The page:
Sermon Outline On Luke 14:1,7-14

Sermon Outline On Luke 14:1,7-14

In case you haven’t figured it out being a Christian is some of the hardest work you will ever do.  Everything that the world teaches us God ALMOST tells us no, but is God really?

For example, the world tells us that we need to strive to be successful.  We need to be the best that we can be and achieve ultimate success.  In actuality, there is nothing wrong with this.  God wants us to use our God-given talents in wonderful ways according to the calling in our lives.  Where things go wrong is what happens to US with success and attitude.  Too often when people become successful we tend to think too much of ourselves and believe what others are saying about us.  We think and act like we are more important then we truly are.  And, THAT, is what Jesus is trying to teach us in the first part of our lesson today.  We need to be a humble people.

At a wedding people typically want to sit as close as possible to the groom and the bride and their families.  There is nothing wrong with the desire.  However, we also have to remember our place and the place of others.  In Jewish culture it was very designed as to who was to sit where at a wedding feast.  We have that to a certain degree ourselves.  In our parable a man comes in and sees himself to be a very important person.  As a result of his self-importance he does not even follow protocol to be seated by the host but instead assumes his self-importance and sits himself down in a place of honor.  The mistake is in assuming his self-importance and assuming where he belongs at this event.  If he is wrong he will be humiliated to be asked to move to a lower seat.  Jesus instructs us that no matter who we are, no matter how good we become, or what positions we hold or what family we belong to we need to be a humble people.  We need to approach every situation with humility.  We need to remember that the first will be last and the last shall be first.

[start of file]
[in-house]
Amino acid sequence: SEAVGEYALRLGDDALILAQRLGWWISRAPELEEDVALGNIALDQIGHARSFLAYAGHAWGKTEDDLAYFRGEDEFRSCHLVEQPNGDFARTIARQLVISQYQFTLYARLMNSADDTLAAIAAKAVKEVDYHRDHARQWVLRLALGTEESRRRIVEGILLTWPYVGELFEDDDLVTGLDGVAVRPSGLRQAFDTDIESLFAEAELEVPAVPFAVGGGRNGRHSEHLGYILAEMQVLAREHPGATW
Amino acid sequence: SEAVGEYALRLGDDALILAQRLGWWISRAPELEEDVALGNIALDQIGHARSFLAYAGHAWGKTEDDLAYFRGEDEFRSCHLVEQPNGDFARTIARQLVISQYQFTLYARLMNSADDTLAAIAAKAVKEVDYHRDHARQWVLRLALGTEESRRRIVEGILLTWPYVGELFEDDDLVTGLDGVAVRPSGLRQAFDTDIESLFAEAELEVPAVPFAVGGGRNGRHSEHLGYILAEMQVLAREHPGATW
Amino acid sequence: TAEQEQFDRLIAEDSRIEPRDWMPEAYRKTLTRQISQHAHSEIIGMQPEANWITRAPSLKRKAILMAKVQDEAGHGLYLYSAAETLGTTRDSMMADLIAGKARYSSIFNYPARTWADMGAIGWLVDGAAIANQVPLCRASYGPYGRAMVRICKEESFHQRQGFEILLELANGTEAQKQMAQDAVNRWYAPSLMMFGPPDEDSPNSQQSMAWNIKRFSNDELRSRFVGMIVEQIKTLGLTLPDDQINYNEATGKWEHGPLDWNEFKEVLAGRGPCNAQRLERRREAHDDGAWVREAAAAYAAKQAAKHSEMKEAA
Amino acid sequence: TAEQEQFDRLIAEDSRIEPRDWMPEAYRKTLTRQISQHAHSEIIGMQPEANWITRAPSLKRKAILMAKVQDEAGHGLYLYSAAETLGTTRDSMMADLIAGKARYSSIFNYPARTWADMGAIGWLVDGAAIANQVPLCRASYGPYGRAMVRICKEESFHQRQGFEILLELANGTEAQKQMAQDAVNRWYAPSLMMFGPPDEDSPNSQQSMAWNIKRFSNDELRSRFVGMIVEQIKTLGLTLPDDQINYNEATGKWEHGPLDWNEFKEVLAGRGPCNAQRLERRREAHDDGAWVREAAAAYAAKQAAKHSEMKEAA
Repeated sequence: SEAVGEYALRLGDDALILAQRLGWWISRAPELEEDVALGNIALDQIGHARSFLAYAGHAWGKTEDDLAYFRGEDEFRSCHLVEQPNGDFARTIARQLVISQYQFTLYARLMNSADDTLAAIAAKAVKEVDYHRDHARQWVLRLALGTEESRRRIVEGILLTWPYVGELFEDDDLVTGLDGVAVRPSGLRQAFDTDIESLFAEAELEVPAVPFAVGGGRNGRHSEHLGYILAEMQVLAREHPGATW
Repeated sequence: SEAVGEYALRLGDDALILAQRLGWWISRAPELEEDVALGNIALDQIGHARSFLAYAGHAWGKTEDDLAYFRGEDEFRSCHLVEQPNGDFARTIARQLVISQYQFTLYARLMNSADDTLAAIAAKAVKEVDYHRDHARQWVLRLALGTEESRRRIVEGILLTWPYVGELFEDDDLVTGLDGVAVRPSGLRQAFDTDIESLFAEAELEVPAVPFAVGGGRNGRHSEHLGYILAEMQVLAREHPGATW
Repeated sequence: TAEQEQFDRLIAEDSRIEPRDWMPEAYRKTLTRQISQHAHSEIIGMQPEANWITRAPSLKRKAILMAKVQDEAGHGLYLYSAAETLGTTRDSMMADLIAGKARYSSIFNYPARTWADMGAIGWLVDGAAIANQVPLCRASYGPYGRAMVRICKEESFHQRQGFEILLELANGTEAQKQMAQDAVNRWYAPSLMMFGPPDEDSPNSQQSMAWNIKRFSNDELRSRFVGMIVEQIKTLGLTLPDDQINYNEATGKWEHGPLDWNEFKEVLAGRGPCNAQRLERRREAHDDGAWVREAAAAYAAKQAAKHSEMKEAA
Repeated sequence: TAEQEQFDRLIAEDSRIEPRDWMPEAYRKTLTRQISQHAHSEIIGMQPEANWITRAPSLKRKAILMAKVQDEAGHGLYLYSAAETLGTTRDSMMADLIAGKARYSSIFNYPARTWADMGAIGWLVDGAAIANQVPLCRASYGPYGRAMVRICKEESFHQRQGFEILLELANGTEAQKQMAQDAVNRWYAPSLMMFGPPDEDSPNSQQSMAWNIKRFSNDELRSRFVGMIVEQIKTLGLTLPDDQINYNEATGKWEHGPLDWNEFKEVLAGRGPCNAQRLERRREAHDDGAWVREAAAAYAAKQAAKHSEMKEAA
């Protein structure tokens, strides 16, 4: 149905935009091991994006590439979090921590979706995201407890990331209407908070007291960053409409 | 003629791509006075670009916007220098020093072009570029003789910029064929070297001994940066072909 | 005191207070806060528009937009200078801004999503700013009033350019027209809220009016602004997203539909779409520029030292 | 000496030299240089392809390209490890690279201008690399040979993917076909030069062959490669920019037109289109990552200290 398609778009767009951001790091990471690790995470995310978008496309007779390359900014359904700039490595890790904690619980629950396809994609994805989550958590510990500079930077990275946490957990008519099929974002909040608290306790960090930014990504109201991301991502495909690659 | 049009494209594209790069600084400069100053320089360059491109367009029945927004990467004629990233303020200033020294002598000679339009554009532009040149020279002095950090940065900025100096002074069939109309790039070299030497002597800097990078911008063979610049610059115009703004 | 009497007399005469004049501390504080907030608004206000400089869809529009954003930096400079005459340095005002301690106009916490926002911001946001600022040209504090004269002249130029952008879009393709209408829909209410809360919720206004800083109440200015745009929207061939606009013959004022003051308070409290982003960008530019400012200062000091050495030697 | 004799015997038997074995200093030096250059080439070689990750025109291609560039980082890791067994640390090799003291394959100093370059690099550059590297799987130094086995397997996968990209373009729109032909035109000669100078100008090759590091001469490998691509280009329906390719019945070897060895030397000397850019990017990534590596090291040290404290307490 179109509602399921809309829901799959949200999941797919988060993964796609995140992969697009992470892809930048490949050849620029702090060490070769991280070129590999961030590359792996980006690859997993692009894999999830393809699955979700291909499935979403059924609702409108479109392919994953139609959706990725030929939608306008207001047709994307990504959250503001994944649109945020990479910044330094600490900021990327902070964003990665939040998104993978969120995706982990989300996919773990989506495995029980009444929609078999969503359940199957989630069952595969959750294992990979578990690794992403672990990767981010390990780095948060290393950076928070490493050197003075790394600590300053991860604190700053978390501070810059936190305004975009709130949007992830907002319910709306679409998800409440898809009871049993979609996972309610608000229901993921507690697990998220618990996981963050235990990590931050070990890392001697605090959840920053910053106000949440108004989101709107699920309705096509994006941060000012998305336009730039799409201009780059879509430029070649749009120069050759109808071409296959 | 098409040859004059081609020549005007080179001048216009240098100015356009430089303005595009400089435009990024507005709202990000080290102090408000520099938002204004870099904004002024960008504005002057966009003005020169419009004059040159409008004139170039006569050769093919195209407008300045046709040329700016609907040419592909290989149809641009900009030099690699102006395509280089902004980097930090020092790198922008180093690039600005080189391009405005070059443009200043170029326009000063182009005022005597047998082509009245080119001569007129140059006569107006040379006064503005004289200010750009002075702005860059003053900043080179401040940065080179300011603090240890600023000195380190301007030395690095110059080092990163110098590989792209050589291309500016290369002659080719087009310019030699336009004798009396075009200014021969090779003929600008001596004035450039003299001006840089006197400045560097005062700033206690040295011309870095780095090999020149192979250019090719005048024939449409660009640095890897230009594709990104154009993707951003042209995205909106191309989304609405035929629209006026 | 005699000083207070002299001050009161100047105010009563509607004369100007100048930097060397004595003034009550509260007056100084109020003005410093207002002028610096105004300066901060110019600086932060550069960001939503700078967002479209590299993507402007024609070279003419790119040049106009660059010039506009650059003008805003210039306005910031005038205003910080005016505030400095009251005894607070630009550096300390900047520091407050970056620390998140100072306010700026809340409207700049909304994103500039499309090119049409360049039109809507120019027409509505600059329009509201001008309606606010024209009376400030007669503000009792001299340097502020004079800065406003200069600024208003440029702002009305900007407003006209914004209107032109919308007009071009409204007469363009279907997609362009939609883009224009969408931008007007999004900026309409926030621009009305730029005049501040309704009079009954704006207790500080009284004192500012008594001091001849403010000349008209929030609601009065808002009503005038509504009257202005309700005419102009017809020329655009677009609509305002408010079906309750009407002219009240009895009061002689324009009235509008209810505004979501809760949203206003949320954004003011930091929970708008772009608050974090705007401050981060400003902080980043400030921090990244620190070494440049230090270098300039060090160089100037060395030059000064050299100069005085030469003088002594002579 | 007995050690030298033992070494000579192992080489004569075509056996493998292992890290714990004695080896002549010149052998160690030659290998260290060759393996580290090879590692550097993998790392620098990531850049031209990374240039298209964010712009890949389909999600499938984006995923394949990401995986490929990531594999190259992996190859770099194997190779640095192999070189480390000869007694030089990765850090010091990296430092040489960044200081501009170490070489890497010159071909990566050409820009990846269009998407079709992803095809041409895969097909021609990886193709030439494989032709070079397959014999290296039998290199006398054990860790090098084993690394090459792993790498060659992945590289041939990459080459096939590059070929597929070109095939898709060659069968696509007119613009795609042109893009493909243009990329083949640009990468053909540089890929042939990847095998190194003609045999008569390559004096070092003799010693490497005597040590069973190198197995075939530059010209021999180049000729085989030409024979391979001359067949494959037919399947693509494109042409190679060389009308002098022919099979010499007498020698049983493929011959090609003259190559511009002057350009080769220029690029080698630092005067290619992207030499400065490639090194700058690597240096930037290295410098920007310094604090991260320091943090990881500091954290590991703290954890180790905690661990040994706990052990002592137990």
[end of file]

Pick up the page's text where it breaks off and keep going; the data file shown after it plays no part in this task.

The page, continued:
Now, this does not mean, then let me sit myself in the last seat so I can be given honor and moved up to the front before everyone’s eyes.  What God wants us to seek in our lives is humility.  One of the easiest ways to do this is to realize that all of our gifts – our thinking, our knowledge, our talents and our abilities are given to us by God.  We may have to work hard to hone our skills but God is the one who blesses us with our gifts.  If we always honor God in the things that we do we will keep our humbleness. 1 Corinthians 1:31 tells us, “Let the one who boasts, boast in the Lord.”  What that means is boast in the blessings that God has given you and give God the honor that you are given the ability to do the things you do.